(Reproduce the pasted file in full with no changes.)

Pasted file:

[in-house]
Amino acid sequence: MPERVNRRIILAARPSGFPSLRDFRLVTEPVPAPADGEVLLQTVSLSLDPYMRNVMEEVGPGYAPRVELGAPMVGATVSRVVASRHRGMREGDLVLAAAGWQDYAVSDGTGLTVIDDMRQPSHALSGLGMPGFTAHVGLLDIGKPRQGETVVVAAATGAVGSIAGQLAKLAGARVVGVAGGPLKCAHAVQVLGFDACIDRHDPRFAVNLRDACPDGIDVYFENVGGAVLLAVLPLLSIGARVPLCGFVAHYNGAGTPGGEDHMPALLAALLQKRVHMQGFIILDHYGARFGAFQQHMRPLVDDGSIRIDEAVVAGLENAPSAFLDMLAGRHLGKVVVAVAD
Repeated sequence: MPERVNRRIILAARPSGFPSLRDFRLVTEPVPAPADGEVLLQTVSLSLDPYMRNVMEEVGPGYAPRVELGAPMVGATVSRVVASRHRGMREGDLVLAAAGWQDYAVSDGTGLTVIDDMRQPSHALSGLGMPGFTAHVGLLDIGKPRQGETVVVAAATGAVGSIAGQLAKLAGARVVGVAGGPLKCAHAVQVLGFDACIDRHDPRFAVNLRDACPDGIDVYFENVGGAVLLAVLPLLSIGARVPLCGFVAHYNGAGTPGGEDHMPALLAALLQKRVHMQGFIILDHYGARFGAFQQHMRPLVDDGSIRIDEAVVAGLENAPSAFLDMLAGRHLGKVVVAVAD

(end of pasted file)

[in-house]
Amino acid sequence: MPERVNRRIILAARPSGFPSLRDFRLVTEPVPAPADGEVLLQTVSLSLDPYMRNVMEEVGPGYAPRVELGAPMVGATVSRVVASRHRGMREGDLVLAAAGWQDYAVSDGTGLTVIDDMRQPSHALSGLGMPGFTAHVGLLDIGKPRQGETVVVAAATGAVGSIAGQLAKLAGARVVGVAGGPLKCAHAVQVLGFDACIDRHDPRFAVNLRDACPDGIDVYFENVGGAVLLAVLPLLSIGARVPLCGFVAHYNGAGTPGGEDHMPALLAALLQKRVHMQGFIILDHYGARFGAFQQHMRPLVDDGSIRIDEAVVAGLENAPSAFLDMLAGRHLGKVVVAVAD
Repeated sequence: MPERVNRRIILAARPSGFPSLRDFRLVTEPVPAPADGEVLLQTVSLSLDPYMRNVMEEVGPGYAPRVELGAPMVGATVSRVVASRHRGMREGDLVLAAAGWQDYAVSDGTGLTVIDDMRQPSHALSGLGMPGFTAHVGLLDIGKPRQGETVVVAAATGAVGSIAGQLAKLAGARVVGVAGGPLKCAHAVQVLGFDACIDRHDPRFAVNLRDACPDGIDVYFENVGGAVLLAVLPLLSIGARVPLCGFVAHYNGAGTPGGEDHMPALLAALLQKRVHMQGFIILDHYGARFGAFQQHMRPLVDDGSIRIDEAVVAGLENAPSAFLDMLAGRHLGKVVVAVAD